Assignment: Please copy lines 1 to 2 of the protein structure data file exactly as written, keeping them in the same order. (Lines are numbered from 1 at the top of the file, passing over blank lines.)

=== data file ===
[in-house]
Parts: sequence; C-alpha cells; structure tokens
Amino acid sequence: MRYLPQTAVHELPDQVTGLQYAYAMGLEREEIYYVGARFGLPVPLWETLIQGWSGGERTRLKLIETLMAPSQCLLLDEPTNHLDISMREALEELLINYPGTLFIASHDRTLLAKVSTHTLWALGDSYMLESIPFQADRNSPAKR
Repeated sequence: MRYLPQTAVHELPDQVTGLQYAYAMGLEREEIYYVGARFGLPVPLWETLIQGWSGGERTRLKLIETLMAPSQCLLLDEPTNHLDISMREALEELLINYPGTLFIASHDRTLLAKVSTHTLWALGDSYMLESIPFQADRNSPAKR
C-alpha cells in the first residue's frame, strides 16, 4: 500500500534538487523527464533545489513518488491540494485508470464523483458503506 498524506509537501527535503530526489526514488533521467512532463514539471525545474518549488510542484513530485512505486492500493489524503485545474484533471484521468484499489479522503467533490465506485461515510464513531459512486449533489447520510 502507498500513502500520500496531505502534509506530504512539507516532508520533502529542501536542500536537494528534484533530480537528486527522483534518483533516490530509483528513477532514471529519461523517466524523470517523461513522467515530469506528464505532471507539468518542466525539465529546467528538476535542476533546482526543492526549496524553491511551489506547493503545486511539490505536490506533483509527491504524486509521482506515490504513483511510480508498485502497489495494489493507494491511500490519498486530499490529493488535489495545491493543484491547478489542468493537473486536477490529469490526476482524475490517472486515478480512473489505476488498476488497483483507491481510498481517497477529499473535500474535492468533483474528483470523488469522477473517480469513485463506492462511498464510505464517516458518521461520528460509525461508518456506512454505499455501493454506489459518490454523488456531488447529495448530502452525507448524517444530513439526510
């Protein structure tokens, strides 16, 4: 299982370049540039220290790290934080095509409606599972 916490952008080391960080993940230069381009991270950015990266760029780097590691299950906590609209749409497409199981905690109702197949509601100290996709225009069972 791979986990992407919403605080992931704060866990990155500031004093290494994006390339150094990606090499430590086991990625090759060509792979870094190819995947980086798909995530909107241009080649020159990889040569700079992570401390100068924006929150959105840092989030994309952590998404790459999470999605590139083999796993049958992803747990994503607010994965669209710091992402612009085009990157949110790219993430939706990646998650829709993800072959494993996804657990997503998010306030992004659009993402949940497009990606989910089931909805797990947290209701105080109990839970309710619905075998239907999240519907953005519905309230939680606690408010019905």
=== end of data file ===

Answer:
[in-house]
Parts: sequence; C-alpha cells; structure tokens